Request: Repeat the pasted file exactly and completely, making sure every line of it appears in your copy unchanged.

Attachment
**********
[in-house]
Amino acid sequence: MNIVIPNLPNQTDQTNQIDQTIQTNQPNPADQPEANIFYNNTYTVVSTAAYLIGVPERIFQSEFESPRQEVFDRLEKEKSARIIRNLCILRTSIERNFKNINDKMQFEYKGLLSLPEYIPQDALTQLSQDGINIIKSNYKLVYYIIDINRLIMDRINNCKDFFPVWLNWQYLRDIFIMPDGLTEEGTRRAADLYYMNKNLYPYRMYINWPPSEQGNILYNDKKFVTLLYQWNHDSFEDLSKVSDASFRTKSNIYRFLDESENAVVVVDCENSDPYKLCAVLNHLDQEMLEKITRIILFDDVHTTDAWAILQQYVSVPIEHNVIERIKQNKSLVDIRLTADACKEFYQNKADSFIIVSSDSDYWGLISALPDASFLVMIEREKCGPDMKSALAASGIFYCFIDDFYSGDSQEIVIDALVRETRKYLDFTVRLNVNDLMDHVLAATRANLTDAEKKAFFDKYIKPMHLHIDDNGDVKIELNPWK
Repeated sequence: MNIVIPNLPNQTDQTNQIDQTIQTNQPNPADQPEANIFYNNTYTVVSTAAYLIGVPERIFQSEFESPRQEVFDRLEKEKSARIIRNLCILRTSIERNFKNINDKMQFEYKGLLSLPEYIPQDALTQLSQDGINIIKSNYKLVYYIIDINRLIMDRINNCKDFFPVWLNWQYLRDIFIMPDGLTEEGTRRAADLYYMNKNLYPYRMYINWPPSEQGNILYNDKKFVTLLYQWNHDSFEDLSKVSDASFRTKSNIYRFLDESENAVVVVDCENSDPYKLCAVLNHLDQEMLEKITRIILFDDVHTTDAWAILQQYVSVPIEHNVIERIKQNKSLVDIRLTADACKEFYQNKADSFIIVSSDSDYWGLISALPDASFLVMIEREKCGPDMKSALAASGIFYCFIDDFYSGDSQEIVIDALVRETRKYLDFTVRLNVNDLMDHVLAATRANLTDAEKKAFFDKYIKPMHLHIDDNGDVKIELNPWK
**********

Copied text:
[in-house]
Amino acid sequence: MNIVIPNLPNQTDQTNQIDQTIQTNQPNPADQPEANIFYNNTYTVVSTAAYLIGVPERIFQSEFESPRQEVFDRLEKEKSARIIRNLCILRTSIERNFKNINDKMQFEYKGLLSLPEYIPQDALTQLSQDGINIIKSNYKLVYYIIDINRLIMDRINNCKDFFPVWLNWQYLRDIFIMPDGLTEEGTRRAADLYYMNKNLYPYRMYINWPPSEQGNILYNDKKFVTLLYQWNHDSFEDLSKVSDASFRTKSNIYRFLDESENAVVVVDCENSDPYKLCAVLNHLDQEMLEKITRIILFDDVHTTDAWAILQQYVSVPIEHNVIERIKQNKSLVDIRLTADACKEFYQNKADSFIIVSSDSDYWGLISALPDASFLVMIEREKCGPDMKSALAASGIFYCFIDDFYSGDSQEIVIDALVRETRKYLDFTVRLNVNDLMDHVLAATRANLTDAEKKAFFDKYIKPMHLHIDDNGDVKIELNPWK
Repeated sequence: MNIVIPNLPNQTDQTNQIDQTIQTNQPNPADQPEANIFYNNTYTVVSTAAYLIGVPERIFQSEFESPRQEVFDRLEKEKSARIIRNLCILRTSIERNFKNINDKMQFEYKGLLSLPEYIPQDALTQLSQDGINIIKSNYKLVYYIIDINRLIMDRINNCKDFFPVWLNWQYLRDIFIMPDGLTEEGTRRAADLYYMNKNLYPYRMYINWPPSEQGNILYNDKKFVTLLYQWNHDSFEDLSKVSDASFRTKSNIYRFLDESENAVVVVDCENSDPYKLCAVLNHLDQEMLEKITRIILFDDVHTTDAWAILQQYVSVPIEHNVIERIKQNKSLVDIRLTADACKEFYQNKADSFIIVSSDSDYWGLISALPDASFLVMIEREKCGPDMKSALAASGIFYCFIDDFYSGDSQEIVIDALVRETRKYLDFTVRLNVNDLMDHVLAATRANLTDAEKKAFFDKYIKPMHLHIDDNGDVKIELNPWK